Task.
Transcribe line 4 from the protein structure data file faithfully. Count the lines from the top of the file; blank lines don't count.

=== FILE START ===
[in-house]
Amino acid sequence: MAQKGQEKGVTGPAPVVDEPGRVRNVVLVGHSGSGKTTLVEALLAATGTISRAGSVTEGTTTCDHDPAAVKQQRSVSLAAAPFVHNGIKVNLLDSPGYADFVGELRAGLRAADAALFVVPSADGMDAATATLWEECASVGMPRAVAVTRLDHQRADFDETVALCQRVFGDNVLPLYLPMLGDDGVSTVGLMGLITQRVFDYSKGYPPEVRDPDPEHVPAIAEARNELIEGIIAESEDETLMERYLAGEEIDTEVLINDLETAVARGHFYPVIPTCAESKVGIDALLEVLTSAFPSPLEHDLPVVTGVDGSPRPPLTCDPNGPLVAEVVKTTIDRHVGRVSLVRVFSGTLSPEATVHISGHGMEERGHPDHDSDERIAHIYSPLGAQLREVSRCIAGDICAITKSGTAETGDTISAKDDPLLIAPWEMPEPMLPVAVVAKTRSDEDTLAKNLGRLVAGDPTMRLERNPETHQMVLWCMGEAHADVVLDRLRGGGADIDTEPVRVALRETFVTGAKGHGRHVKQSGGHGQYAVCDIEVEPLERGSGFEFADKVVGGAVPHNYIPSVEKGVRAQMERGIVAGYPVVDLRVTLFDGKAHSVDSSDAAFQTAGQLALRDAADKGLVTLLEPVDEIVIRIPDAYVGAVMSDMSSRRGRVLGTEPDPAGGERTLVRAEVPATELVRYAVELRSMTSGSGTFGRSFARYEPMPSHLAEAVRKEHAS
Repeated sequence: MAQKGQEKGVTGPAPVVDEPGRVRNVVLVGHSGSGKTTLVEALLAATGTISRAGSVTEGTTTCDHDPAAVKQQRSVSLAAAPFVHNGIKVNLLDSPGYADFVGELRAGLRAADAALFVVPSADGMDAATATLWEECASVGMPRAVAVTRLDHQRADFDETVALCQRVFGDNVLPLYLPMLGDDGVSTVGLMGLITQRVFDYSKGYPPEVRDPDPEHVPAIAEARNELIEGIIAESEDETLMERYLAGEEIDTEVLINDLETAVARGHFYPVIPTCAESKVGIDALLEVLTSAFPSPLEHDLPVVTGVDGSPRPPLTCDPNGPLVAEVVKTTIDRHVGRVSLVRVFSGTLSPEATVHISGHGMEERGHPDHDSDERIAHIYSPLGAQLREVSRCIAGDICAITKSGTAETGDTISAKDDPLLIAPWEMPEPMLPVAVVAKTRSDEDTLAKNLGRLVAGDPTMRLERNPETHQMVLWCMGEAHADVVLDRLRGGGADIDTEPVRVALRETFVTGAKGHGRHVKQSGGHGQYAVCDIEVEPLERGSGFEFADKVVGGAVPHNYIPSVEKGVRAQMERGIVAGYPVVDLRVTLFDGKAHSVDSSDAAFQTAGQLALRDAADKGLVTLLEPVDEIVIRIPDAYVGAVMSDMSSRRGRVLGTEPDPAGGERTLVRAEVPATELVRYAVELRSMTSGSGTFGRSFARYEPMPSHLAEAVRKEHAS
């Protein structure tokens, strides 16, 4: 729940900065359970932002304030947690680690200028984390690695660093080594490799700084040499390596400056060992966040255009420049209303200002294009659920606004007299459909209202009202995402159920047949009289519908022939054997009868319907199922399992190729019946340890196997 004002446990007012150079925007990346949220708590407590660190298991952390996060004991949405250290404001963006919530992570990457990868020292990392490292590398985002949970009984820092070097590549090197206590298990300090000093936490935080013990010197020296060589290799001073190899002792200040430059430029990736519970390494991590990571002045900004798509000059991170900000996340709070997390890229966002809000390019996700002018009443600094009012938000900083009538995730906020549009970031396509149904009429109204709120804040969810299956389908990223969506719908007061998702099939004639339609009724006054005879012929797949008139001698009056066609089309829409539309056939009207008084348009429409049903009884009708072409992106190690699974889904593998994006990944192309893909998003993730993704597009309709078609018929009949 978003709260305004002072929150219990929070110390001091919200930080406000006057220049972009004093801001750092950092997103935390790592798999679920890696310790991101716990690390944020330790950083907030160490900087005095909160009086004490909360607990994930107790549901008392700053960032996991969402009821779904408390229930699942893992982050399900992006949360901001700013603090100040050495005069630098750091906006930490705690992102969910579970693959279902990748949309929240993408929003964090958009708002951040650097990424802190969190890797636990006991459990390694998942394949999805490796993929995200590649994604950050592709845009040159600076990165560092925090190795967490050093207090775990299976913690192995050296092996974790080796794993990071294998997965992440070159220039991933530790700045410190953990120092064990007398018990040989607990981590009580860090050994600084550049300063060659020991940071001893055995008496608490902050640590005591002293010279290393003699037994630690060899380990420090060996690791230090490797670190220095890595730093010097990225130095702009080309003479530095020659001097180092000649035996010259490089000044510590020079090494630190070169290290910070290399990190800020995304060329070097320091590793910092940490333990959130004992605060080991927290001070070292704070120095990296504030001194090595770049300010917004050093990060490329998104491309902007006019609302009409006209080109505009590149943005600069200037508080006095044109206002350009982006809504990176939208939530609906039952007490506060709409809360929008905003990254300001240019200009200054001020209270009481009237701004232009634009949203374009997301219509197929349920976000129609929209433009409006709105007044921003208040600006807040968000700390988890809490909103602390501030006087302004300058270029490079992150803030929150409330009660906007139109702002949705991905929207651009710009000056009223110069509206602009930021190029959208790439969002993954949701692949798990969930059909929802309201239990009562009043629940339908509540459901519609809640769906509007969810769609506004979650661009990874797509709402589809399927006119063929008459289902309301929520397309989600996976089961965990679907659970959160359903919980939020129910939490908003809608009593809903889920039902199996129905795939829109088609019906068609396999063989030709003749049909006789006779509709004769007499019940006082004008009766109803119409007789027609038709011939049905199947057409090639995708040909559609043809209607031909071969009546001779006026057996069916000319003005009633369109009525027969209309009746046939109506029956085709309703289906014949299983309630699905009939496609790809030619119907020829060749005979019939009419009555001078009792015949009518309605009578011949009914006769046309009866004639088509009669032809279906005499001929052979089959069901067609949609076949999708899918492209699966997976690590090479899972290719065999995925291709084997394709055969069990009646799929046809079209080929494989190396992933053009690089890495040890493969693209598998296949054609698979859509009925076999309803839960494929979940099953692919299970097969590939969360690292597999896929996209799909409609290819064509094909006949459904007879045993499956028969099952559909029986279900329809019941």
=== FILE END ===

């Protein structure tokens, strides 16, 4: 729940900065359970932002304030947690680690200028984390690695660093080594490799700084040499390596400056060992966040255009420049209303200002294009659920606004007299459909209202009202995402159920047949009289519908022939054997009868319907199922399992190729019946340890196997 004002446990007012150079925007990346949220708590407590660190298991952390996060004991949405250290404001963006919530992570990457990868020292990392490292590398985002949970009984820092070097590549090197206590298990300090000093936490935080013990010197020296060589290799001073190899002792200040430059430029990736519970390494991590990571002045900004798509000059991170900000996340709070997390890229966002809000390019996700002018009443600094009012938000900083009538995730906020549009970031396509149904009429109204709120804040969810299956389908990223969506719908007061998702099939004639339609009724006054005879012929797949008139001698009056066609089309829409539309056939009207008084348009429409049903009884009708072409992106190690699974889904593998994006990944192309893909998003993730993704597009309709078609018929009949 978003709260305004002072929150219990929070110390001091919200930080406000006057220049972009004093801001750092950092997103935390790592798999679920890696310790991101716990690390944020330790950083907030160490900087005095909160009086004490909360607990994930107790549901008392700053960032996991969402009821779904408390229930699942893992982050399900992006949360901001700013603090100040050495005069630098750091906006930490705690992102969910579970693959279902990748949309929240993408929003964090958009708002951040650097990424802190969190890797636990006991459990390694998942394949999805490796993929995200590649994604950050592709845009040159600076990165560092925090190795967490050093207090775990299976913690192995050296092996974790080796794993990071294998997965992440070159220039991933530790700045410190953990120092064990007398018990040989607990981590009580860090050994600084550049300063060659020991940071001893055995008496608490902050640590005591002293010279290393003699037994630690060899380990420090060996690791230090490797670190220095890595730093010097990225130095702009080309003479530095020659001097180092000649035996010259490089000044510590020079090494630190070169290290910070290399990190800020995304060329070097320091590793910092940490333990959130004992605060080991927290001070070292704070120095990296504030001194090595770049300010917004050093990060490329998104491309902007006019609302009409006209080109505009590149943005600069200037508080006095044109206002350009982006809504990176939208939530609906039952007490506060709409809360929008905003990254300001240019200009200054001020209270009481009237701004232009634009949203374009997301219509197929349920976000129609929209433009409006709105007044921003208040600006807040968000700390988890809490909103602390501030006087302004300058270029490079992150803030929150409330009660906007139109702002949705991905929207651009710009000056009223110069509206602009930021190029959208790439969002993954949701692949798990969930059909929802309201239990009562009043629940339908509540459901519609809640769906509007969810769609506004979650661009990874797509709402589809399927006119063929008459289902309301929520397309989600996976089961965990679907659970959160359903919980939020129910939490908003809608009593809903889920039902199996129905795939829109088609019906068609396999063989030709003749049909006789006779509709004769007499019940006082004008009766109803119409007789027609038709011939049905199947057409090639995708040909559609043809209607031909071969009546001779006026057996069916000319003005009633369109009525027969209309009746046939109506029956085709309703289906014949299983309630699905009939496609790809030619119907020829060749005979019939009419009555001078009792015949009518309605009578011949009914006769046309009866004639088509009669032809279906005499001929052979089959069901067609949609076949999708899918492209699966997976690590090479899972290719065999995925291709084997394709055969069990009646799929046809079209080929494989190396992933053009690089890495040890493969693209598998296949054609698979859509009925076999309803839960494929979940099953692919299970097969590939969360690292597999896929996209799909409609290819064509094909006949459904007879045993499956028969099952559909029986279900329809019941």